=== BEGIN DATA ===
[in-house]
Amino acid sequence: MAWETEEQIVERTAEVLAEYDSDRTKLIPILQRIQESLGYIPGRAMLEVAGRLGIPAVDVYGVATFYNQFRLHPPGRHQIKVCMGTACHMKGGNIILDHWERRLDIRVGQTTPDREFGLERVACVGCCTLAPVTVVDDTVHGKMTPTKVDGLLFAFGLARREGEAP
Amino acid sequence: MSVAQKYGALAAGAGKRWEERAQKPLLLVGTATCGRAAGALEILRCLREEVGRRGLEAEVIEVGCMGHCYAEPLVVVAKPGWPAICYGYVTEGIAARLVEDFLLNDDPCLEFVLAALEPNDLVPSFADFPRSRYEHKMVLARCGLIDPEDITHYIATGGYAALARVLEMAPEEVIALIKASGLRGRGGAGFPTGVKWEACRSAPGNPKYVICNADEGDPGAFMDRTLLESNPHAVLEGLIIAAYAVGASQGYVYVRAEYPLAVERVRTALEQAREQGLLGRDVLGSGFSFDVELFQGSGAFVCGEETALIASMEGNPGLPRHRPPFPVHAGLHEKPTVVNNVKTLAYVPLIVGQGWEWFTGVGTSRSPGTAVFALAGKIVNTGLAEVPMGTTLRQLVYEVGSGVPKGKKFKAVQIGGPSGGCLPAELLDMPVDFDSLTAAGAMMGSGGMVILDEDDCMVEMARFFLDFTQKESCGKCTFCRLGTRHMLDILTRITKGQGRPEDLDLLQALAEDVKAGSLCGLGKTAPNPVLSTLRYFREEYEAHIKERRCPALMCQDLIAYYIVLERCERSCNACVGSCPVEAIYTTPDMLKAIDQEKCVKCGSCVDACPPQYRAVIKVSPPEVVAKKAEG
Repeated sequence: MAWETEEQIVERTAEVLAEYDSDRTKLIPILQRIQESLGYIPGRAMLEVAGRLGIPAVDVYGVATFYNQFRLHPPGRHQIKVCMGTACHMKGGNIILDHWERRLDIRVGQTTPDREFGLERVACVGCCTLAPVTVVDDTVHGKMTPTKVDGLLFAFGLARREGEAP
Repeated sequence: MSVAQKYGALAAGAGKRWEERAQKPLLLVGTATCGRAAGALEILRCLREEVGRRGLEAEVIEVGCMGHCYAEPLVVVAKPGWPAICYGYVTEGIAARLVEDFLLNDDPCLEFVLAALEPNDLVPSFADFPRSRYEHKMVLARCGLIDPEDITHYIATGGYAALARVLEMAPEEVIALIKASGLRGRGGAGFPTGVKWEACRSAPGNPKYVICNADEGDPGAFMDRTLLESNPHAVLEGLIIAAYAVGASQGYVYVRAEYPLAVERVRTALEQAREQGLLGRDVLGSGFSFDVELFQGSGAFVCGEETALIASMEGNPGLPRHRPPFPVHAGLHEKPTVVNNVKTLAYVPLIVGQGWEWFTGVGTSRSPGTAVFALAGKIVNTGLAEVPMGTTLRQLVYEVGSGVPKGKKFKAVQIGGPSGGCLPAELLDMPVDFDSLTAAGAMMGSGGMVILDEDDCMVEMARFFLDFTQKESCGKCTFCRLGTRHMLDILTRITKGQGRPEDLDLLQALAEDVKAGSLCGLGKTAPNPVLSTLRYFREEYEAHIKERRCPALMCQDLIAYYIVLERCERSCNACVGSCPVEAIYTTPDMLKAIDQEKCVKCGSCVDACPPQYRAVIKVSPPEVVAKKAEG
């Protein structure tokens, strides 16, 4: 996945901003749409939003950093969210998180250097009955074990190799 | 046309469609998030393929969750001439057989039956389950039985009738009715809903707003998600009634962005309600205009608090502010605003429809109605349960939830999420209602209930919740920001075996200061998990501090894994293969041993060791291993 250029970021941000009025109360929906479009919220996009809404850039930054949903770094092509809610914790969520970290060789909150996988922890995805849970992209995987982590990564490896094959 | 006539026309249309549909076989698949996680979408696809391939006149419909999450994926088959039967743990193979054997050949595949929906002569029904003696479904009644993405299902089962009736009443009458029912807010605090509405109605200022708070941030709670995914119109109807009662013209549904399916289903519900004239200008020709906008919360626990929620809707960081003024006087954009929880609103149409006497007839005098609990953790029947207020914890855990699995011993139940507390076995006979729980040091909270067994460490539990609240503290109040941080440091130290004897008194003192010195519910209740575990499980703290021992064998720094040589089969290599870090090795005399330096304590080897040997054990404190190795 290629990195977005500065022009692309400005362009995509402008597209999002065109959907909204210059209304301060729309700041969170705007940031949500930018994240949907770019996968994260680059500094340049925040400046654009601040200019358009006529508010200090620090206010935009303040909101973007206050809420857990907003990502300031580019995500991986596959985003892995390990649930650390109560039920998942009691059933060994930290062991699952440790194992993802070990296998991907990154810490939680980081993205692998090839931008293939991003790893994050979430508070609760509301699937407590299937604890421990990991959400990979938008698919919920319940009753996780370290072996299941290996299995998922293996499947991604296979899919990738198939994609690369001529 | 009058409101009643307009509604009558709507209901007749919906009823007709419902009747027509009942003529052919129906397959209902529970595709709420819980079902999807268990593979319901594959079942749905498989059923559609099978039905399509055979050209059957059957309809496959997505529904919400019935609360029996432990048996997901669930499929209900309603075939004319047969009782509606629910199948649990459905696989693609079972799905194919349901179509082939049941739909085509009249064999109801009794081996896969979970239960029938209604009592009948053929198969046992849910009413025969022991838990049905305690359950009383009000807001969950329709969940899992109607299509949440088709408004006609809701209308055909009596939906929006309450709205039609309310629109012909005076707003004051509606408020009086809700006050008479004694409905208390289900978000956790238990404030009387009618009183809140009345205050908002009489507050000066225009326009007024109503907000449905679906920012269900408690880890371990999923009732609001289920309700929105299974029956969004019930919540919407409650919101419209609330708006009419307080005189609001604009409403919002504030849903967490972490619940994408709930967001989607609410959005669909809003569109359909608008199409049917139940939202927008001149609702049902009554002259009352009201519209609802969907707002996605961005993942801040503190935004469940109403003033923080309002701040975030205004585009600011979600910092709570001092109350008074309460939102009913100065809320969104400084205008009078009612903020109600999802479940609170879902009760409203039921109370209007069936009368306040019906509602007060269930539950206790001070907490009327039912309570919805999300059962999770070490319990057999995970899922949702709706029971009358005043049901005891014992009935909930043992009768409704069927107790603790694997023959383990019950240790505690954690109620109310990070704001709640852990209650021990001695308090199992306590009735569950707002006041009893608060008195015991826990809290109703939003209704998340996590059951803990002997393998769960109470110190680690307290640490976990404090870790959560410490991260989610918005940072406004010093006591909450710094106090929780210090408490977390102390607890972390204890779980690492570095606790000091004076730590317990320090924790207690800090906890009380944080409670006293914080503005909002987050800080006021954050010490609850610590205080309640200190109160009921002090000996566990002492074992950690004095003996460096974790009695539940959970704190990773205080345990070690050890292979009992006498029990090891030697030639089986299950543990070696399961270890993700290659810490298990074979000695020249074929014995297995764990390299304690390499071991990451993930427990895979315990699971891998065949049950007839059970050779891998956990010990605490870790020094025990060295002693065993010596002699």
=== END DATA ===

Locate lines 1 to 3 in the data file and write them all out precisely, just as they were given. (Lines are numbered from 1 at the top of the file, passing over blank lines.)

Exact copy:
[in-house]
Amino acid sequence: MAWETEEQIVERTAEVLAEYDSDRTKLIPILQRIQESLGYIPGRAMLEVAGRLGIPAVDVYGVATFYNQFRLHPPGRHQIKVCMGTACHMKGGNIILDHWERRLDIRVGQTTPDREFGLERVACVGCCTLAPVTVVDDTVHGKMTPTKVDGLLFAFGLARREGEAP
Amino acid sequence: MSVAQKYGALAAGAGKRWEERAQKPLLLVGTATCGRAAGALEILRCLREEVGRRGLEAEVIEVGCMGHCYAEPLVVVAKPGWPAICYGYVTEGIAARLVEDFLLNDDPCLEFVLAALEPNDLVPSFADFPRSRYEHKMVLARCGLIDPEDITHYIATGGYAALARVLEMAPEEVIALIKASGLRGRGGAGFPTGVKWEACRSAPGNPKYVICNADEGDPGAFMDRTLLESNPHAVLEGLIIAAYAVGASQGYVYVRAEYPLAVERVRTALEQAREQGLLGRDVLGSGFSFDVELFQGSGAFVCGEETALIASMEGNPGLPRHRPPFPVHAGLHEKPTVVNNVKTLAYVPLIVGQGWEWFTGVGTSRSPGTAVFALAGKIVNTGLAEVPMGTTLRQLVYEVGSGVPKGKKFKAVQIGGPSGGCLPAELLDMPVDFDSLTAAGAMMGSGGMVILDEDDCMVEMARFFLDFTQKESCGKCTFCRLGTRHMLDILTRITKGQGRPEDLDLLQALAEDVKAGSLCGLGKTAPNPVLSTLRYFREEYEAHIKERRCPALMCQDLIAYYIVLERCERSCNACVGSCPVEAIYTTPDMLKAIDQEKCVKCGSCVDACPPQYRAVIKVSPPEVVAKKAEG